To Hanushek, whose thinking is typical of policymakers, tests tell everything we need to know about teaching and learning, and by extension teacher education. Hanushek has a villain or two to account for the differences between the test scores produced by students from the lowest and highest SES levels: “a lack of meaningful reinvention of high school,” and “a decline in teacher quality,” which to Hanushek and colleagues “fell as women gained access to career opportunities outside of the classroom…We are shirking the issue of teaching quality. …There is no direct effort on a national scale to enhance the quality of the teaching profession.”
Hanushek concludes, “Scores in these achievement tests are actually good measures of expected future incomes, so, if kids are unprepared for life, or at least for jobs and college, as seen by these test scores, they are going to have their own families of poor kids. That is the tragedy.”
What I find tragic is the specious logic that drives this argument.
Poor kids, according to this reasoning, don’t perform nearly as well as wealthy kids on standardized tests. Standardized tests predict future outcomes, which makes improving test scores the primary purpose of education in order to close gaps in affluence. Because the test scores continue to produce gaps, teachers are doing a poor job of preparing students for their futures, and teacher educators are to blame for not preparing teachers to teach poor kids to do better on standardized tests. Teachers and teacher educators are thus responsible for poverty.
That is some bizarre thinking.
I would interpret the problem quite differently. Poor kids live lives of uncertainty. They may move frequently, eat less nutritious and regular meals than affluent kids, have insufficient access to health care, have difficulties with transportation, attend schools that are unsanitary and decrepit, lack clean clothing that fits, and face innumerable other challenges. These conditions are associated with struggles to succeed in school and are a consequence of social policies that are designed to keep poor people in poverty.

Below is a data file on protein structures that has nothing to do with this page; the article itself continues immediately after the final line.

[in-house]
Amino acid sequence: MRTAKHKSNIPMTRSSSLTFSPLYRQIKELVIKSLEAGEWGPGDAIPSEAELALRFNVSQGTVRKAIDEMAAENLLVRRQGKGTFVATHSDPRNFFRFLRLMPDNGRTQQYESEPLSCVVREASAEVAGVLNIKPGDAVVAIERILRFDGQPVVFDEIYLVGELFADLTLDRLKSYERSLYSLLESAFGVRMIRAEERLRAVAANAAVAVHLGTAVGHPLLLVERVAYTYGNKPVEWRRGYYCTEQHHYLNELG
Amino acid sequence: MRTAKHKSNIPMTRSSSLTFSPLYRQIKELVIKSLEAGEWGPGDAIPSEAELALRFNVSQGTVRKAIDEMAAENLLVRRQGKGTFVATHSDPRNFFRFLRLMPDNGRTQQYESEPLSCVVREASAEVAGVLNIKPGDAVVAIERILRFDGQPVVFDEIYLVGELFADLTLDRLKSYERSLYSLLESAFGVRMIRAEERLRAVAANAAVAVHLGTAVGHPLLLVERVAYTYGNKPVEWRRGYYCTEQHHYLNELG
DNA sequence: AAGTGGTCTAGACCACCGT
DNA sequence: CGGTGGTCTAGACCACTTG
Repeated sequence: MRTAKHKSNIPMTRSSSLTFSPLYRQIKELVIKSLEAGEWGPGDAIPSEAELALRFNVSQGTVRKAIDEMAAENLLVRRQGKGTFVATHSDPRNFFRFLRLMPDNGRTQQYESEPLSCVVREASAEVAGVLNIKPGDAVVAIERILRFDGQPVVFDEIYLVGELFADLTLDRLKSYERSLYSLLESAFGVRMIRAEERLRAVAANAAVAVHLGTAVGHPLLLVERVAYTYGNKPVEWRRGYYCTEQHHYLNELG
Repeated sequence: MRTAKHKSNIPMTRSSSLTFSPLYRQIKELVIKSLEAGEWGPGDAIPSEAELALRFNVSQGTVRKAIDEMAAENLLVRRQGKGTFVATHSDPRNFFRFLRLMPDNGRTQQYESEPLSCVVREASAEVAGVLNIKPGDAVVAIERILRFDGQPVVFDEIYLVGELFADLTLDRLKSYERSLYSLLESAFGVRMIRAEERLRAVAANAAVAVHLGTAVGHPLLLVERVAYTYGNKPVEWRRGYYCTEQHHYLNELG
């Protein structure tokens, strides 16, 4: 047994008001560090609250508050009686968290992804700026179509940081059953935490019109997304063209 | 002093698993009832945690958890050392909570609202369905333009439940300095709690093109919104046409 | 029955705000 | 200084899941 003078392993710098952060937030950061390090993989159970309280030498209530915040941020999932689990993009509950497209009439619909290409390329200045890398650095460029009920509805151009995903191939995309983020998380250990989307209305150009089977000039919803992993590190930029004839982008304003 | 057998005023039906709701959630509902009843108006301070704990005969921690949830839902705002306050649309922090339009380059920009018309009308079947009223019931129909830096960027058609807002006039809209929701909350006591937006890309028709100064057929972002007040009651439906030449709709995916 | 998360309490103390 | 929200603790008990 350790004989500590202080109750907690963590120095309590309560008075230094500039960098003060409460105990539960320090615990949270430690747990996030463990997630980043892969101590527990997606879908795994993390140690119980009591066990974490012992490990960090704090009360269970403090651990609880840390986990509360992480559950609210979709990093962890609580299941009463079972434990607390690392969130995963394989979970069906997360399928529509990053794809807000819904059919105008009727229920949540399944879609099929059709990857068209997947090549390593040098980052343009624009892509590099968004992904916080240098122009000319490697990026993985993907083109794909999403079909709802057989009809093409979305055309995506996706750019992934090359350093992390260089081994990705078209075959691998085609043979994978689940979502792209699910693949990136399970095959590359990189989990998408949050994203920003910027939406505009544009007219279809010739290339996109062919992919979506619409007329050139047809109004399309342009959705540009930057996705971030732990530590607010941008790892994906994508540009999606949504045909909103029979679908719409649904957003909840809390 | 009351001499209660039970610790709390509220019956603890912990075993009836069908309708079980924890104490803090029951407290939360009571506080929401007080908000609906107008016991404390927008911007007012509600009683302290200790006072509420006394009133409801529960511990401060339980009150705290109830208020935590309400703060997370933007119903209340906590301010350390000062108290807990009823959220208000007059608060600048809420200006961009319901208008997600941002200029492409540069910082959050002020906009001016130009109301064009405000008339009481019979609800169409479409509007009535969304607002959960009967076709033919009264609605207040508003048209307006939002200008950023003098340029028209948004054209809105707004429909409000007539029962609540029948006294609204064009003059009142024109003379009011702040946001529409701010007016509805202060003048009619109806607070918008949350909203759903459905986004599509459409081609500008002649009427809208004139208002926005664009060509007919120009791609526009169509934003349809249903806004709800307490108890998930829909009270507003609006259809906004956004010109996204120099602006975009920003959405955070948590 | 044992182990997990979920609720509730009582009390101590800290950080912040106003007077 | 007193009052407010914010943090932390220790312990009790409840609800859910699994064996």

Growing up poor predicts an adulthood of poor health, unstable emotional life, low income, and other challenges. These general, cross-population statistics elide the problem of racism in discouraging and preventing people of color from having access to opportunities to change their economic and health-oriented prospects in life.
In other words, if low-income children end up being low-income adults, it's not because teacher education programs are producing a second-rate teaching force that has been diluted by opportunities to earn more money in careers outside education. It's not because these teachers are doing a poor job with test preparation. It's because historically, in nations like the United States that promote personal selfishness over national solidarity, the Matthew Effect has prevailed: The rich get richer, and the poor get poorer.
It has nothing to do with standardized test scores. It has everything to do with how society is structured. I have taught in wealthy communities outside Chicago, where everyone went to college. The kids were well-fed, had access to health care, had tutors when they needed them for both regular classes and standardized tests, got cars when they turned 16 (and not the little compact models driven by teachers), attended school in well-maintained facilities, didn’t need to work after school, and had countless other privileges and advantages.
UGA professor Peter Smagorinsky
I've also spent a few years as a substitute teacher in Trenton, N.J., and Chicago. The condition of school buildings in Trenton has been well-documented as dangerously unsanitary. Atlanta's schools aren't much different in many cases. In many ways, schools today are not much different from those studied by Jonathan Kozol in "Savage Inequalities" several decades ago, with affluent people giving advantages to their children and poor people stuck with the worst living and educational conditions imaginable. And the poor still have trouble escaping poverty, for the same reasons.
Yet to Hanushek, the problem is that weak teachers aren’t preparing kids—who may not know where they’ll sleep that night—for standardized tests. That, and not intergenerational poverty within the confines of an inequitable society, is the problem.
Perhaps Hanushek should look at the sorts of economic policies promoted at the Hoover Institute, where he is a Paul and Jean Hanna Senior Fellow, to explain why poor people have trouble escaping poverty. Neoliberal economics are devoid of compassion, reducing everything to economic impact and numeric indicators. It’s much easier to box people into limited lives and then blame them for not being able to climb out than it is to walk a mile in their worn-out shoes and understand the obstacles they face to reaching a happy destination.
No, that’s too hard. It’s much easier to say that test scores, which are associated with wealth disparities, are actually causes of problems rather than symptoms of deeper problems. But simplistic thinking like Hanushek’s is what informs policy. Everything else is too complicated. And people wonder why these problems are so persistent, and their solutions so elusive.